June 18 2013, 2:00 pm PT | Posted in: Drugs
I’m considering upping my dose of finasteride. When I began taking it 18 years ago I took the full 5mg daily. About 6 years ago I started taking 1mg Propecia, and I feel it has not maintained my hair as well.
Now, I’ve read the argument, and seen the graph explaining that finasteride suppresses DHT at a rate that platoes at about ~70% DHT for 1mg to 5mg. So the suppression rate of DHT is no better for 5mg of finasteride than for 1 mg. My question is this, if the amount of DHT suppressed by 1mg – 5mg finasterde is virtually the same, why BPH patients proscribed 5mg instead of 1 mg? If purpose of the medication is to reduce the amount of DHT wouldn’t 1 mg be as effective in the treatment of BPH, if dosages of 1mg – 5mg produce the same effect on DHT concentration?
For this reason I’m skeptical of doctors who say that increasing my dose of finasteride won’t produce better results (as I believe I’ve had before). Can you tell me where my reasoning is wrong?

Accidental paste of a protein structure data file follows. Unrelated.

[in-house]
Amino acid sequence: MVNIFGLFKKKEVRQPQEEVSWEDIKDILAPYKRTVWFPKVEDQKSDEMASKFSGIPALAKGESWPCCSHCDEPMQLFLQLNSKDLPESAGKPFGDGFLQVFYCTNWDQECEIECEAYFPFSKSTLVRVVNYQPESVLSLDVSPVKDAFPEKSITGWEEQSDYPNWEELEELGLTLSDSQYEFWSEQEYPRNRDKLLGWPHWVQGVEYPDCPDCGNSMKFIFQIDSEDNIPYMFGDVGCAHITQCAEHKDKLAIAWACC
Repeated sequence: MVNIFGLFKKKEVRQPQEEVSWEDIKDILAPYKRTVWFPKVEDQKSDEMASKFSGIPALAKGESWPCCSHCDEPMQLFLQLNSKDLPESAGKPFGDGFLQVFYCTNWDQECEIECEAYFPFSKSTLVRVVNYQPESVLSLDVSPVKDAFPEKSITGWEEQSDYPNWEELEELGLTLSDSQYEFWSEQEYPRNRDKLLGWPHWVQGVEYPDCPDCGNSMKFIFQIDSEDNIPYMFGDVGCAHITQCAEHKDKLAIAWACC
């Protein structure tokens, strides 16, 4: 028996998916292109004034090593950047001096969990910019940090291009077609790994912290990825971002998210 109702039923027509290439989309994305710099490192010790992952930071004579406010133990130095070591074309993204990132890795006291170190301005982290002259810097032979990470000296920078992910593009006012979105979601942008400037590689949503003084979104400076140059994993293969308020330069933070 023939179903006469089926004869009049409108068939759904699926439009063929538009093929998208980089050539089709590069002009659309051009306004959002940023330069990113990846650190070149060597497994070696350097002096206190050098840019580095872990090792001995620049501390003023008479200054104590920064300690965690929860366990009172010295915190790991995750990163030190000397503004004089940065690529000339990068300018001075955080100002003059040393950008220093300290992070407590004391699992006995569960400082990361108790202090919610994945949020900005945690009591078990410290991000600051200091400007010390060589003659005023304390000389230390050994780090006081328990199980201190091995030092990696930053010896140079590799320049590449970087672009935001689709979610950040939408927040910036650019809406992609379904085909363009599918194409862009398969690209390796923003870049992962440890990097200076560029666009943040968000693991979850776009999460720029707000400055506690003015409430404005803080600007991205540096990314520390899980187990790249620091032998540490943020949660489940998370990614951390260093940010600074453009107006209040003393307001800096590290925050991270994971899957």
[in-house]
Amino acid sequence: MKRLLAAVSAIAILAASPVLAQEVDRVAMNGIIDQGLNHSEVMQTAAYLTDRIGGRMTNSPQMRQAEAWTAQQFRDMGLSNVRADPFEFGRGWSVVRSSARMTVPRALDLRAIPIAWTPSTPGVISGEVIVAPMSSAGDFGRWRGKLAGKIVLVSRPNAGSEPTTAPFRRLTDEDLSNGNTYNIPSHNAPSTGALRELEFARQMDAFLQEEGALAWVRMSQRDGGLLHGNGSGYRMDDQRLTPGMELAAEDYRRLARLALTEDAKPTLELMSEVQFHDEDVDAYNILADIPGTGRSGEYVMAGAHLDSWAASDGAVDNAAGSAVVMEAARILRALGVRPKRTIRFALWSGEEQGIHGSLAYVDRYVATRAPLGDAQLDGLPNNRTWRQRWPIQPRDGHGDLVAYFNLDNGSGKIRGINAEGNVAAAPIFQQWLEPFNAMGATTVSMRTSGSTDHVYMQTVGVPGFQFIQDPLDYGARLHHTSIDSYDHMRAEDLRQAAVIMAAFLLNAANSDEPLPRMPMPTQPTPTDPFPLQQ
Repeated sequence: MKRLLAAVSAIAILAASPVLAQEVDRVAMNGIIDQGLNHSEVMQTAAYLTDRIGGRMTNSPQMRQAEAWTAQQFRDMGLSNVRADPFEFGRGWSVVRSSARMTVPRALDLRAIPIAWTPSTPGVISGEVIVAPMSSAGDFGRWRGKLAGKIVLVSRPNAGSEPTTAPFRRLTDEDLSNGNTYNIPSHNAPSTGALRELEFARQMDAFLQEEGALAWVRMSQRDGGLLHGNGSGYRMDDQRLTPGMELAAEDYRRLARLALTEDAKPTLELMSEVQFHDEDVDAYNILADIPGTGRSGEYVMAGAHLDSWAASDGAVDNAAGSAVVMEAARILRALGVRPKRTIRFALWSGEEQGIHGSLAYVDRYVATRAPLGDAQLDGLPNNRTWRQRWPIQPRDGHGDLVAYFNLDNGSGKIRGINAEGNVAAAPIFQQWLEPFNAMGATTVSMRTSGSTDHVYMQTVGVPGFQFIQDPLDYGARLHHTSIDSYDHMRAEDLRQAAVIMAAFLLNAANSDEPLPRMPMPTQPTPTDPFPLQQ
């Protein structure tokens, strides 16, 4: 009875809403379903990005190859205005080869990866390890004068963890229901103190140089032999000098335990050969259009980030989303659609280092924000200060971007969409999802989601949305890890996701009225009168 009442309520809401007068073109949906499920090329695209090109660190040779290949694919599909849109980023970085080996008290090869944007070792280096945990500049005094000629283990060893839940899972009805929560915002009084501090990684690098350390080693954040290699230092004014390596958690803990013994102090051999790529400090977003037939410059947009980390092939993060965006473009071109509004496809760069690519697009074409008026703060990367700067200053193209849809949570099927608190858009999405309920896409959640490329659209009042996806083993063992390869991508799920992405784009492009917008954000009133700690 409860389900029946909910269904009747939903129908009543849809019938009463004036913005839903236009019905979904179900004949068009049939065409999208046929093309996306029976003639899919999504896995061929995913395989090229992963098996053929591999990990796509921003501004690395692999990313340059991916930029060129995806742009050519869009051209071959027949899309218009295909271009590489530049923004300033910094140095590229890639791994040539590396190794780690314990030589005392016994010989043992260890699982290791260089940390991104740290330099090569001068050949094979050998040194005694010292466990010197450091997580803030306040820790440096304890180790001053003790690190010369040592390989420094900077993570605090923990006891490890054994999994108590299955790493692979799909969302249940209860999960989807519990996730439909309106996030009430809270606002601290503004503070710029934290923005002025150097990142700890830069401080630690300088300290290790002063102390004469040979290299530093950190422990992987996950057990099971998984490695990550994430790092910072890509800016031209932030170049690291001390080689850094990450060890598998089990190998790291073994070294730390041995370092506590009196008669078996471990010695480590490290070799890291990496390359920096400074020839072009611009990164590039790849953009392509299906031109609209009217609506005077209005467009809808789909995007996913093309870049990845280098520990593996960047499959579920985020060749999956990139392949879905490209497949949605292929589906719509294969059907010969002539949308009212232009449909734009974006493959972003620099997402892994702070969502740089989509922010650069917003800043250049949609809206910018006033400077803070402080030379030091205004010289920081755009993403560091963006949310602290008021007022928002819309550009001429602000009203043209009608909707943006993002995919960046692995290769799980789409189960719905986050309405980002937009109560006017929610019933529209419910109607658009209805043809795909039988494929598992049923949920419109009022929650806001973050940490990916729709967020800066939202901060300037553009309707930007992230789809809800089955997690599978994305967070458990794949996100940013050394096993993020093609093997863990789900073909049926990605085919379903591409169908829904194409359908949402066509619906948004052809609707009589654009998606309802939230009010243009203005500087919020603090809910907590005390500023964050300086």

Thanks a lot.
When drug doses are assessed, they are tested against large, statistically valid populations who have symptoms. The effectiveness of a drug is determined by balancing the safety of the drug.
In the case of finasteride, huge populations of balding men were given graded doses from as small as 0.25mg to as large as 5mg, and the researchers looked for what dose produced the best response with the least side effects.
For balding, although the drug worked well in ranges of 1-5mg, the 1mg dose produced essentially the same results as the 5mg dose with the least side effect. The same approach was done for those with benign prostatic hyperplasia (BPH) and the conclusions were that the 5mg dose was the most effective dose for that disease.